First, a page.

By reducing the fiscal deficit to 4.7 percent of GDP the 2017 Budget has taken a significant step towards fiscal consolidation that is imperative for macroeconomic stability and sustained economic growth. This reduction in the fiscal deficit is a significant improvement from fiscal deficits of 7.4 percent in 2015 and an estimated 5.4 percent in [...]


The proof of the budget is in the implementation of it


By reducing the fiscal deficit to 4.7 percent of GDP the 2017 Budget has taken a significant step towards fiscal consolidation that is imperative for macroeconomic stability and sustained economic growth. This reduction in the fiscal deficit is a significant improvement from fiscal deficits of 7.4 percent in 2015 and an estimated 5.4 percent in 2016.

The lower deficit is expected to be achieved by an increase in government revenue to 15.5 percent of GDP from 13 percent of GDP in 2015. Next year’s government expenditure is estimated at 20.2 percent of GDP. If these goals are achieved it would be a significant improvement in the country’s fiscal performance.

There is however scepticism on whether these budgetary outcomes could be achieved as the expenditure proposed in the budget does not appear to be consistent with the high expenditure in the promises and proposals in the Budget speech. Furthermore owing to the experience of last year when about 27 tax proposals were not implemented, there is also doubt in the minds of many that several tax measures would not be implemented this year too.

Promises to keep
This is particularly so with respect to education expenditure that was reduced in the appropriation bill for 2017. In contrast, the Budget speech waxed eloquent on many ambitious projects to improve the quality of education. These included the improvement of facilities in rural schools, the increase in the number of teachers, expansion in university education, new scholarships and financial assistance, health insurance for school children and iPads and computers for students. Most of these are much needed improvements and can contribute to the enhancement of the quality of education that is vital for development. Yet how can these be implemented with a budget allocation that is lower than that for the current year?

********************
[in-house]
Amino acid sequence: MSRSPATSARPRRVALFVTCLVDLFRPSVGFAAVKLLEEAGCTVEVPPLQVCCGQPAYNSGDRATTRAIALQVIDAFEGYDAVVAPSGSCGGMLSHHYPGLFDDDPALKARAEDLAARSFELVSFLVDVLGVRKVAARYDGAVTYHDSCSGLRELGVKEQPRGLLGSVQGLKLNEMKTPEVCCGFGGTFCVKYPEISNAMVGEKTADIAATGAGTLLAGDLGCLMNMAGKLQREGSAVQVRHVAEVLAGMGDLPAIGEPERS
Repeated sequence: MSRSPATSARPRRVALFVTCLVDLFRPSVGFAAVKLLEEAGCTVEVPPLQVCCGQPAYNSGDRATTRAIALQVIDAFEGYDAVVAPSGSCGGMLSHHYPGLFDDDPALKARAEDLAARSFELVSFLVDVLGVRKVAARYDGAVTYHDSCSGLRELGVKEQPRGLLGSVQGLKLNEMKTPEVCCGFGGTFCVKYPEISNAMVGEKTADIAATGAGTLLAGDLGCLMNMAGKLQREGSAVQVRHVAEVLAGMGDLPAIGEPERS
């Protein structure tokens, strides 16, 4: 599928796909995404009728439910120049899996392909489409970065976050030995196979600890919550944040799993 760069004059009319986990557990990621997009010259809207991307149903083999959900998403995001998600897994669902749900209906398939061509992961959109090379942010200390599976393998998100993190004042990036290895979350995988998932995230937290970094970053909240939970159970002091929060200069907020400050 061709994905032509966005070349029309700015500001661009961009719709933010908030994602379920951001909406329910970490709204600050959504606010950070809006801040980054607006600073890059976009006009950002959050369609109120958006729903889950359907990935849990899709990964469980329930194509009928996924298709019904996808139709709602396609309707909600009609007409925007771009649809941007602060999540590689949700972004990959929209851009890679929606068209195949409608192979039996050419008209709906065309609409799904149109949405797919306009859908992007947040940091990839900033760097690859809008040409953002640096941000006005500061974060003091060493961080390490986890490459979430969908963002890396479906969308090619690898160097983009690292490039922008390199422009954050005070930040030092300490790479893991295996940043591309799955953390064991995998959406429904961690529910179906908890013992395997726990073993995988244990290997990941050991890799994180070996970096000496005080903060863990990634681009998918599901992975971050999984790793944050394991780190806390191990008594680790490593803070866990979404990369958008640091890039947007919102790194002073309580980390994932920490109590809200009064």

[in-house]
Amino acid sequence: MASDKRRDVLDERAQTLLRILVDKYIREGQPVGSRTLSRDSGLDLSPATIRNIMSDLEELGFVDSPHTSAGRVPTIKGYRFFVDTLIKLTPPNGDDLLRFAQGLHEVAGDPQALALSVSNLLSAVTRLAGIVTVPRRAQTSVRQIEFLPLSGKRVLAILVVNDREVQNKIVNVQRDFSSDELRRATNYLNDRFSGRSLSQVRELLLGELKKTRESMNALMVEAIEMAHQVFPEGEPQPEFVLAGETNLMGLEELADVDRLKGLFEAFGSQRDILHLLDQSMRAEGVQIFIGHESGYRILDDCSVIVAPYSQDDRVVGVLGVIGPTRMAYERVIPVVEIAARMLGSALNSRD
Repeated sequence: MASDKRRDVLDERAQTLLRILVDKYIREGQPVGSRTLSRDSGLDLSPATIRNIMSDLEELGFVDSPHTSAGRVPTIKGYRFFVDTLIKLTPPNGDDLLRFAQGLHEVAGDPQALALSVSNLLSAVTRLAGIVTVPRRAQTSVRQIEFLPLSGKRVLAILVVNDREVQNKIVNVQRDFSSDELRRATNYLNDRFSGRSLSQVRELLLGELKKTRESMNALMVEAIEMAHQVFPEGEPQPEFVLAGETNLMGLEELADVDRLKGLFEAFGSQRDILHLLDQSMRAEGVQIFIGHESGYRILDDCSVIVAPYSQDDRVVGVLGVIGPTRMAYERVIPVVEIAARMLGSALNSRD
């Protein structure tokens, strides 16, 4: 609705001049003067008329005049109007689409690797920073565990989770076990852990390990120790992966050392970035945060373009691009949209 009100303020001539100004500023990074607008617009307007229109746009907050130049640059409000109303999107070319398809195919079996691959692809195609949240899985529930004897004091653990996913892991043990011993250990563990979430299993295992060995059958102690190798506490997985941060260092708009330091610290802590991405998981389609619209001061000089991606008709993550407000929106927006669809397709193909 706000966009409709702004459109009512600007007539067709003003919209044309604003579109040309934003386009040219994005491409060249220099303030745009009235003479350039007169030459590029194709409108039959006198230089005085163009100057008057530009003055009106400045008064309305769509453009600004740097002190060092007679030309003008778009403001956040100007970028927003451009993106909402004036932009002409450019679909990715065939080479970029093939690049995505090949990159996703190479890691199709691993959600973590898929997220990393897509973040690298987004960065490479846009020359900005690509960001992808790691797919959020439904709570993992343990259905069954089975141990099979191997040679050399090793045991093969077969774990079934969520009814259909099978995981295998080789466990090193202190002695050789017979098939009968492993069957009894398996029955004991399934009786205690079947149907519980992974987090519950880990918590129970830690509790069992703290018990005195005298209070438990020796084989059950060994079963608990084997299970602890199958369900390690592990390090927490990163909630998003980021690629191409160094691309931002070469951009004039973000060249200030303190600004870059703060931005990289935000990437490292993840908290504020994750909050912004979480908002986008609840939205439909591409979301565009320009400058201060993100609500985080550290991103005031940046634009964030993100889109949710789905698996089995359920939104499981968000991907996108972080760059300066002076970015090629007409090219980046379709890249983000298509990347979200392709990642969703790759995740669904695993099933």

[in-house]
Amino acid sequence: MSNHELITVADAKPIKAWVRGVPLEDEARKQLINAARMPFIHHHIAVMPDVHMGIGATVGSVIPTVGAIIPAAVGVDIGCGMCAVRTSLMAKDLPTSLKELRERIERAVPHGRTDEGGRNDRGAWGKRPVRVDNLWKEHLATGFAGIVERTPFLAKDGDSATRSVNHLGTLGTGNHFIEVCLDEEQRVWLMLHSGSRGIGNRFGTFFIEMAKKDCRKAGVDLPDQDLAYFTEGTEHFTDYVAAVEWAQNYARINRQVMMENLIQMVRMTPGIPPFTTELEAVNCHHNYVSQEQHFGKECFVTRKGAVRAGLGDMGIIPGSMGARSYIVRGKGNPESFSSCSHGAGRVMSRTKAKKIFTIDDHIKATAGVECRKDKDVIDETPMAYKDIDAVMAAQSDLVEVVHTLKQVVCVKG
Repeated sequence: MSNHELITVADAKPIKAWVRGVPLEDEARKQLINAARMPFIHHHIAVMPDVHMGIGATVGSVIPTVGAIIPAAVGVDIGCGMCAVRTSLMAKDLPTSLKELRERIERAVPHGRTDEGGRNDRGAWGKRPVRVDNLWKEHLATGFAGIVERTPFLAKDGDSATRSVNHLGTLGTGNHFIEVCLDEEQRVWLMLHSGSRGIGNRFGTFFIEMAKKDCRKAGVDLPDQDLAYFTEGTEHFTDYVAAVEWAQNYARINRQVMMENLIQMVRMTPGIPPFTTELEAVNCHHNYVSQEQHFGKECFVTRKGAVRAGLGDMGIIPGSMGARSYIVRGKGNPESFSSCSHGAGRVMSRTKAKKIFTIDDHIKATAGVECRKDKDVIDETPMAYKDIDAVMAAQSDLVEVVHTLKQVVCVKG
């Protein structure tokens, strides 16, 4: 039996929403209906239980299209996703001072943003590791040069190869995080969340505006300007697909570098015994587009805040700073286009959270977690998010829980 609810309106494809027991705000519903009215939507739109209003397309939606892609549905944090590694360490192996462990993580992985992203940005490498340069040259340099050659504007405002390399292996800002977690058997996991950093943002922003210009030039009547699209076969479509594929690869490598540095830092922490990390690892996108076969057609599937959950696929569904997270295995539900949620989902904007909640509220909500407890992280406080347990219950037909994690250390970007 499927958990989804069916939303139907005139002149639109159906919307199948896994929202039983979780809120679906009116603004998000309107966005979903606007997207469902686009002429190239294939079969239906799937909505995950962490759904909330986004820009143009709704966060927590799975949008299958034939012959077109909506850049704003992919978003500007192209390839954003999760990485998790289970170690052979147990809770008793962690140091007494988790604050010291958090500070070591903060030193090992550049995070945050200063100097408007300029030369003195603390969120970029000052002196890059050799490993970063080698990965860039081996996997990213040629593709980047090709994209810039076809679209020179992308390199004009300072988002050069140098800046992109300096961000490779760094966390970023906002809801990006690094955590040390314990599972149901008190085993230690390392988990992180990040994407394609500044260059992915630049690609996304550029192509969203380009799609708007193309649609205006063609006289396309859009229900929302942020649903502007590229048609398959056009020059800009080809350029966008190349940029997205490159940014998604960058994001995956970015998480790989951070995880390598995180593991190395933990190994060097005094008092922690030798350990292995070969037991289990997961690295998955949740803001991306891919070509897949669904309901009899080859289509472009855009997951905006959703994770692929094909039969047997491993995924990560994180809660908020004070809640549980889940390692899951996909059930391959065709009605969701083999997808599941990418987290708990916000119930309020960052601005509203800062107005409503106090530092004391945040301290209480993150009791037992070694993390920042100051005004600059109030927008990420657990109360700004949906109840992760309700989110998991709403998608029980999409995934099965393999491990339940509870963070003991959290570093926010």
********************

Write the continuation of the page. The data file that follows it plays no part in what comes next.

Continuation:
We can only speculate on several possibilities in the actual implementation of these promises. May be some of these programmes are mere political rhetoric and not intended to be fulfilled to the extent stated. This has been a frequent budgetary practice. It may be that some are to be financed by the recipients or from other sources.

Fiscal discipline
The history of our fiscal performance is that of revenue shortfalls and expenditure overruns. The Prime Minister and the Finance Minister have informed ministries that supplementary estimates would not be allowed. The containment of the budgeted fiscal deficit requires that there would not be overruns in expenditure. If this is achieved it would be a fiscal record. If there is increased expenditure the government must find new sources of revenue to contain the fiscal deficit to 4.7 percent of GDP. A strong political will is essential to contain expenditure to the budgeted figures.

The increase in government revenue to 15.2 percent of GDP is a significant improvement in public finances. However the increase in revenue by over 2 percent next year is not an easy task as the capacity for tax collection is still weak and political pressures could make the government give in to political pressures on some taxes, as happened in the 2016 budget. Nevertheless the higher revenue target is a move in the right direction to find adequate fiscal space for needed developmental expenditure and for reducing the public debt.